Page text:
From: Rick Bertolett (Richard.Bertolett_at_CI.AUSTIN.TX.US)
Date: Fri, 10 Sep 2004 08:49:08 -0500 To: NTBUGTRAQ@LISTSERV.NTBUGTRAQ.COM
Thanks for the common sense perspective on this issue. It hits me a bit
close to the heart insofar as it ties into the Computer/Domain "Restrict
Anonymous" security settings.
My own experience is with a native-mode Windows 2000 domain, albeit with
Windows NT 4.0 SP6a clients. Budgetary concerns prevent quick migration
away from these downlevel clients, alas. When I implemented this domain, I
initially set "Restrict Anonymous" to 2 (no access without explicit
permissions) and the NTLM authentication level to 4 (NTLMv2 only), as it was
recommended as a "best practice" in securing a domain. Unfortunately, all
of the NT4 clients then would randomly "fall off" the domain, and users were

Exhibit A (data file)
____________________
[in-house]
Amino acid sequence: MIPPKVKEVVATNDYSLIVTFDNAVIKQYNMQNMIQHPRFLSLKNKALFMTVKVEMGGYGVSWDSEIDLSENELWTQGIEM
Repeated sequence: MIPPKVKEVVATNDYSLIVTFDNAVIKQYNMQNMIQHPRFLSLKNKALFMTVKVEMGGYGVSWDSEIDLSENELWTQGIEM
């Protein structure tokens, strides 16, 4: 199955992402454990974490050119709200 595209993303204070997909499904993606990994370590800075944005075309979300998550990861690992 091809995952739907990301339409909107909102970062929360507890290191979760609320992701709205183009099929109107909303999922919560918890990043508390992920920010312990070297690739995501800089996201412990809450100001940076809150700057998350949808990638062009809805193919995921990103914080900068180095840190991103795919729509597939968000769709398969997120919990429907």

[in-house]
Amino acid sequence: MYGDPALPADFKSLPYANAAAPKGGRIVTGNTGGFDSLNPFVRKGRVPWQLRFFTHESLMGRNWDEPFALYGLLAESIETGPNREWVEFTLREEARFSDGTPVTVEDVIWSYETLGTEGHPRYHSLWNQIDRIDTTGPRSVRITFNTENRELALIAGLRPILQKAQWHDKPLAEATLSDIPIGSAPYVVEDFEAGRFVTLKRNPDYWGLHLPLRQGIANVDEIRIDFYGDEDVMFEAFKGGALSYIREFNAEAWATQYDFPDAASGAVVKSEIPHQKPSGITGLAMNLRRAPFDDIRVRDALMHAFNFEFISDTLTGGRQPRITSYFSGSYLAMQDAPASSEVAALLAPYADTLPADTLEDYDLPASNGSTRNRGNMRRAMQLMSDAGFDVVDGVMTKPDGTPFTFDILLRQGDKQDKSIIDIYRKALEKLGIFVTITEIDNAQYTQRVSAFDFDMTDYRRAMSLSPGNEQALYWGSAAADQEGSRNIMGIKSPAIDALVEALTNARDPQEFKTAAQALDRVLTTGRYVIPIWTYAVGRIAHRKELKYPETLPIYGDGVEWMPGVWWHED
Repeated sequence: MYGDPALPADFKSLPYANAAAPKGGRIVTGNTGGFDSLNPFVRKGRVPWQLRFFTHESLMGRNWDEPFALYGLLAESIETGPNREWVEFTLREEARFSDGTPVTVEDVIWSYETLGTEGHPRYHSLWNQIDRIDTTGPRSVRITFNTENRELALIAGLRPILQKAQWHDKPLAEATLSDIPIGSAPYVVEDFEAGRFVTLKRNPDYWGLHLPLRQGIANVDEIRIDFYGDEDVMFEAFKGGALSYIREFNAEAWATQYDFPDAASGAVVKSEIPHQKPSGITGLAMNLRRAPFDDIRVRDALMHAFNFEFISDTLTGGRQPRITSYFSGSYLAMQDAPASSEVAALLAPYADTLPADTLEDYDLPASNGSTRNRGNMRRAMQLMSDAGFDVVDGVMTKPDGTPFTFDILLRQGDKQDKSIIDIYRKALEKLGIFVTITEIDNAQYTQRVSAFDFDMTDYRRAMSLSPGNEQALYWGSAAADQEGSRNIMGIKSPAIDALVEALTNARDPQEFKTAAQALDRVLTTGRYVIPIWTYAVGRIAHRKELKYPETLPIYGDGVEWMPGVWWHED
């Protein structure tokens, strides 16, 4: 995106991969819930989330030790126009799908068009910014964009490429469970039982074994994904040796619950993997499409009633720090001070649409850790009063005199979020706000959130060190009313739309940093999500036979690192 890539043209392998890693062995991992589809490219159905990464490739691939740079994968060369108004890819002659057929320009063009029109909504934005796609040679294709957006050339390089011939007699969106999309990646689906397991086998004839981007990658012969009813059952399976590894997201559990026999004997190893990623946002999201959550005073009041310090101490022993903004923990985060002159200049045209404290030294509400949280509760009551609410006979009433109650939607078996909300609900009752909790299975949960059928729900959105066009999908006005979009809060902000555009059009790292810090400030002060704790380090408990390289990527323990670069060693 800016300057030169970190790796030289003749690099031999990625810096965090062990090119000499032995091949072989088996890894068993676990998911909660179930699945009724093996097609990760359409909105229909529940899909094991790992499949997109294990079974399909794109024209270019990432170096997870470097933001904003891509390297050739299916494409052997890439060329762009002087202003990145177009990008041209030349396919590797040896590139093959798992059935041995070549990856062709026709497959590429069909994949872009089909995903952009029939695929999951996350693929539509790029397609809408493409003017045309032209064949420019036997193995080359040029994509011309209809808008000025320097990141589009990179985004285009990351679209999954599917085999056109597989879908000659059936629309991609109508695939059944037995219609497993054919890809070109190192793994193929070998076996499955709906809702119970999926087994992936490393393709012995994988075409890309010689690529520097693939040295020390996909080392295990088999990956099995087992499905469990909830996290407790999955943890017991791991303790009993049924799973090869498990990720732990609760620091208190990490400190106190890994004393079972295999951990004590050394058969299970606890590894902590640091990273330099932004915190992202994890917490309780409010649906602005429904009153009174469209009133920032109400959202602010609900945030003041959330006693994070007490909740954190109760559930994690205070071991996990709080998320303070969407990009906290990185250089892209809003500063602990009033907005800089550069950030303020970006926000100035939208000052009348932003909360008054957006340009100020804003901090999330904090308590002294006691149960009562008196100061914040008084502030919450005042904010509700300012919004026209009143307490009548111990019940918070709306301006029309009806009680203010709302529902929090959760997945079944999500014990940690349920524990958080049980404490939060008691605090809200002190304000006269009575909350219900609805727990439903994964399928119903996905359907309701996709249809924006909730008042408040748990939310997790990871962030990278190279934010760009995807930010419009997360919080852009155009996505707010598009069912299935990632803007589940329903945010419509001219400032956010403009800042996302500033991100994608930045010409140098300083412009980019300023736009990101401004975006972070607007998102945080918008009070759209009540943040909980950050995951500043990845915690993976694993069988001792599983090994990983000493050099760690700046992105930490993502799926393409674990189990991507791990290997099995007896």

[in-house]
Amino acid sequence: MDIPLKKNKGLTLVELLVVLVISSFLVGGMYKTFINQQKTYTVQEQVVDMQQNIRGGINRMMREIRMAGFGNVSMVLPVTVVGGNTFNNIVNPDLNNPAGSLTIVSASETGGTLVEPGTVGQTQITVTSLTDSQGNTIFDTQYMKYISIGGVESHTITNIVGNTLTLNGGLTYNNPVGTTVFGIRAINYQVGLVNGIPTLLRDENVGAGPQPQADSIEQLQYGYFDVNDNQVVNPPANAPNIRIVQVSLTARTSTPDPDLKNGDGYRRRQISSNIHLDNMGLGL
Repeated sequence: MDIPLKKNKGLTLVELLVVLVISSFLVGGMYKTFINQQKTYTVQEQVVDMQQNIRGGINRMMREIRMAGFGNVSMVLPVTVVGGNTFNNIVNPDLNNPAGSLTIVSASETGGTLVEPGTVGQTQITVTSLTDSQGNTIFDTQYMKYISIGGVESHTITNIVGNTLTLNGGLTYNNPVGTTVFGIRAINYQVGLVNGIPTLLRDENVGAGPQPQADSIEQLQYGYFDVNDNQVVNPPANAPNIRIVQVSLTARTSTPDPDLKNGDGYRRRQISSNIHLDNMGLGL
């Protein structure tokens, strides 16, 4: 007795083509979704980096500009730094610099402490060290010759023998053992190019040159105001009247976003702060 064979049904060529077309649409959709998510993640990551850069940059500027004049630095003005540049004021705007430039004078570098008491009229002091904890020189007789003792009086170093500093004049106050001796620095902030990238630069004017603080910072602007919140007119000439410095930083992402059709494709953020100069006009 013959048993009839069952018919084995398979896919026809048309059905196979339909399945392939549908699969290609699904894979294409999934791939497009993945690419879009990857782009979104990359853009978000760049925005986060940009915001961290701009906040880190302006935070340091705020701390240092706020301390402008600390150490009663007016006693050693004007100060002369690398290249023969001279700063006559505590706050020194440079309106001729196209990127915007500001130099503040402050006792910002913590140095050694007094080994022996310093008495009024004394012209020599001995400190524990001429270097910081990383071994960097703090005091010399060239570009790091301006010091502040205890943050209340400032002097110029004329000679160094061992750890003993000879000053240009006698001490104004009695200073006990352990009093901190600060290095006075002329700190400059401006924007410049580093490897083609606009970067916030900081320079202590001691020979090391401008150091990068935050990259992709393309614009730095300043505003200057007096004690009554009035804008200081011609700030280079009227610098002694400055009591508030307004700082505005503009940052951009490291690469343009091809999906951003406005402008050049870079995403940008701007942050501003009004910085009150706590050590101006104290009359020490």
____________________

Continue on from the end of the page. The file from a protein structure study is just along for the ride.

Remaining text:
unable to login, because the NT4 boxes could not initiate a secure channel
connection to authenticate the machine account. This is bad.
I had to back off the "Restrict Anonymous" setting to 0, and the NTLM
authentication to 2, per various MS KB articles, this solved the issue and
stablized my domain, but at a cost to security.
I offer this as one exception to your position regarding legacy support, I
agree with Microsoft's practice of supporting downlevel clients (even beyond
the useful life of the OS) because some of us simply cannot upgrade quickly.
Sometimes this process takes years I am sorry to say. I would agree with a
"default" security setting that was as strong as possible, with a downlevel
client upgrade to support more secure systems. Absent that, then at the
very least we need detailed configuration directions on how to back down
each setting to accommodate which downlevel client.
One of the Microsoft publications that has helped me the most has been the
Windows 2000 Hardening Guide. That in addition to study of Hacking Exposed
enables a good start on Windows domain security plans.
Thanks for the bandwidth,
Austin Water Utility
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